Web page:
Ugur Sahin and Özlem Türeci : the boffins behind the Covid-19 vaccine

Ugur Sahin and Özlem Türeci are an unassuming Turkish-German couple who had already made their fortune as biotech entrepreneurs when a strange new virus emerged in Wuhan. They saw it as their duty to leap into action.

Ugur Sahin and Özlem Türeci are rapidly becoming “the most celebrated marriage in science since Marie and Pierre Curie discovered radioactivity”, says The Times. The Turkish-German couple behind BioNTech, which developed the break-through Covid-19 vaccine with Pfizer, are just as cosy as their eminent predecessors. They ride everywhere on bikes and spent their honeymoon in white lab coats. When Pfizer’s boss Albert Bourla telephoned to deliver the good news that the vaccine was 90% effective, they celebrated with a cup of tea.

Operation Light Speed

It was the culmination of a long year’s work. Until last year, BioNTech, founded by the couple in 2008 and based in Mainz, was best known for building personalised cancer “vaccines” using messenger ribonucleic acid (mRNA) technology, which uses the cell’s genetic machinery to prompt the body to mobilise against tumours the way it would against a virus. That pioneering work won them the Nobel Prize for Medicine in 2018 and cemented a small personal fortune when BioNTech floated in New York last year. But the couple have always lived modestly.

They were having breakfast in late January when Dr Sahin, 55, mentioned an article he’d read in The Lancet about a strange new disease that appeared to be spreading in Wuhan, China. “When he researched the air links between Wuhan and other cities, he realised that Covid-19 was likely to become a global pandemic.” The couple sprang into action, assigning 600 employees to the hunt for a vaccine in an operation they dubbed Light Speed. As Dr Türeci , 53, puts it, they felt a “moral” imperative to help. Fortunately, their “versatile” mRNA technology proved adaptable. And it was a no-brainer to team up with Pfizer, for whom BioNTech had previously developed flu vaccines.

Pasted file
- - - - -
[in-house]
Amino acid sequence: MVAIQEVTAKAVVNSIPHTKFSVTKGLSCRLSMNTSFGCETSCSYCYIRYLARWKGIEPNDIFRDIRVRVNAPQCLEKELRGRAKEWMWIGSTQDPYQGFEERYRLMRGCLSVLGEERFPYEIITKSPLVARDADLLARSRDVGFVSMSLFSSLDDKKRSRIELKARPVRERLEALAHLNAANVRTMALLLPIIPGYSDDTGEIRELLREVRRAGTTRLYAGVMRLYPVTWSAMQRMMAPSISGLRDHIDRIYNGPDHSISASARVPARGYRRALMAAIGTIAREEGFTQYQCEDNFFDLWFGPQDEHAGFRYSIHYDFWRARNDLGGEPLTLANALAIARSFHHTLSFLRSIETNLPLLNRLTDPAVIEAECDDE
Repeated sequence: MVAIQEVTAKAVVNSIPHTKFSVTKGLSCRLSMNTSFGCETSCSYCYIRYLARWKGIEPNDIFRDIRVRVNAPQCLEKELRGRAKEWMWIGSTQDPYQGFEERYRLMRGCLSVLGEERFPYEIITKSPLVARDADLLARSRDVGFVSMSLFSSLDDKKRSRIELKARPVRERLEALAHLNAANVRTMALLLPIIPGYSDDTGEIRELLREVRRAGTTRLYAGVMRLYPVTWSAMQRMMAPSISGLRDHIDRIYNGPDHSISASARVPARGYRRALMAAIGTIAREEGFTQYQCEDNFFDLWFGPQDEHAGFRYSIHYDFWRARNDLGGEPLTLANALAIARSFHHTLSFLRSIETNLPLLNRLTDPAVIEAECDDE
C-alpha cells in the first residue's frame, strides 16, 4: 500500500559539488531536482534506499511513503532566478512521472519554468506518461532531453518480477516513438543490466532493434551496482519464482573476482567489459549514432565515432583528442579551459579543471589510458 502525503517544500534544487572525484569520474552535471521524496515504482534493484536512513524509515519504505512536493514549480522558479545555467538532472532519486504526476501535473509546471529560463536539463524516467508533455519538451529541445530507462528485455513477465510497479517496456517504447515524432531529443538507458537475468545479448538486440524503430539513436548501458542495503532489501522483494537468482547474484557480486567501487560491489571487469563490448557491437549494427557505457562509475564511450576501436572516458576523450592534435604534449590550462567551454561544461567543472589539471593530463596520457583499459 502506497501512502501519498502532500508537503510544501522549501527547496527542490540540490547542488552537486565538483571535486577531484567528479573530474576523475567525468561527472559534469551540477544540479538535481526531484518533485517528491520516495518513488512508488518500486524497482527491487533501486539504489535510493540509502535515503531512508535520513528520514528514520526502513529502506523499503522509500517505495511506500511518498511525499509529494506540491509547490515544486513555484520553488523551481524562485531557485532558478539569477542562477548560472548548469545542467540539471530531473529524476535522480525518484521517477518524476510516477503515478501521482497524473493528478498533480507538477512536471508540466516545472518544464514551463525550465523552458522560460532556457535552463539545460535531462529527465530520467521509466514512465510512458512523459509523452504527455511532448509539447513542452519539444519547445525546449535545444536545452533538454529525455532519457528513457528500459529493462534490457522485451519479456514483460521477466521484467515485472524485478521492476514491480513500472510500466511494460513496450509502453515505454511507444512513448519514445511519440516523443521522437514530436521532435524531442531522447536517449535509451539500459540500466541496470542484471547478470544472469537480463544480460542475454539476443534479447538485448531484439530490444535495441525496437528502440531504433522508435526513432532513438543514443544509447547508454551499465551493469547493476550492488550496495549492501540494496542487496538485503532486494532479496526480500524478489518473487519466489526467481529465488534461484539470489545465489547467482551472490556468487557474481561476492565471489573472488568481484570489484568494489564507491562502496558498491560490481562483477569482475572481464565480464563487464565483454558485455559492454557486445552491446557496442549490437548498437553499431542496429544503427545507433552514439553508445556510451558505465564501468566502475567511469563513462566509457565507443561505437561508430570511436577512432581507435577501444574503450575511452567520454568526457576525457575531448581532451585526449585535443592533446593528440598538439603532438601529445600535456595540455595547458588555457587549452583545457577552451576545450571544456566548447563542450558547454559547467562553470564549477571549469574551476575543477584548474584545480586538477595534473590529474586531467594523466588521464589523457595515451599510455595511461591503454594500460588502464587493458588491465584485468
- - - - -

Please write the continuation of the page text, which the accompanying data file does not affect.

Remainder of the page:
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News of the Covid-19 vaccine saw BioNTech’s value shoot up to $21.9bn – “more than four times that of German national carrier Lufthansa”, reports The Guardian. They themselves are now worth around £3bn. Since Dr Sahin and Dr Türeci are both children of Turkish gastarbeiter (guestworkers) – an often harried group – their success, as the Berlin newspaper Tagesspiegel noted, was “balm for the soul” of Germans with Turkish roots, after decades of being stereotyped as lowly-educated greengrocers.

A high passion for science

Yet the pair have very different family backgrounds. Dr Sahin is the son of a car factory worker; Dr Türeci’s father was an Istanbul surgeon. She says science has always been her “high passion” – a trait she shares with her husband, who grew up wanting to become a doctor, says The New York Times. They met as students at Saarland University Hospital.

Initially focused on research and teaching, the couple got into business early – founding Ganymed Pharmaceuticals in 2001, says The Times. By the time they came to sell Ganymed for €1.3bn, they’d already established BioNTech as a separate vehicle. The couple have struck up a close friendship with Pfizer’s chief executive Albert Bourla, who is Greek – bonding over “their shared backgrounds as scientists and immigrants”.

According to Dr Sahin, the success of their research proves the benefits of a cosmopolitan exchange of ideas. “In our company we have people from more than 60 countries. In science it does not matter where you are from, what counts is what you can do and what you are willing to do.”

Jane writes profiles for MoneyWeek and is city editor of The Week. A former British Society of Magazine Editors editor of the year, she cut her teeth in journalism editing The Daily Telegraph’s Letters page and writing gossip for the London Evening Standard – while contributing to a kaleidoscopic range of business magazines including Personnel Today, Edge, Microscope, Computing, PC Business World, and Business & Finance.

She has edited corporate publications for accountants BDO, business psychologists YSC Consulting, and the law firm Stephenson Harwood – also enjoying a stint as a researcher for the due diligence department of a global risk advisory firm.

Her sole book to date, Stay or Go? (2016), rehearsed the arguments on both sides of the EU referendum.

She lives in north London, has a degree in modern history from Trinity College, Oxford, and is currently learning to play the drums.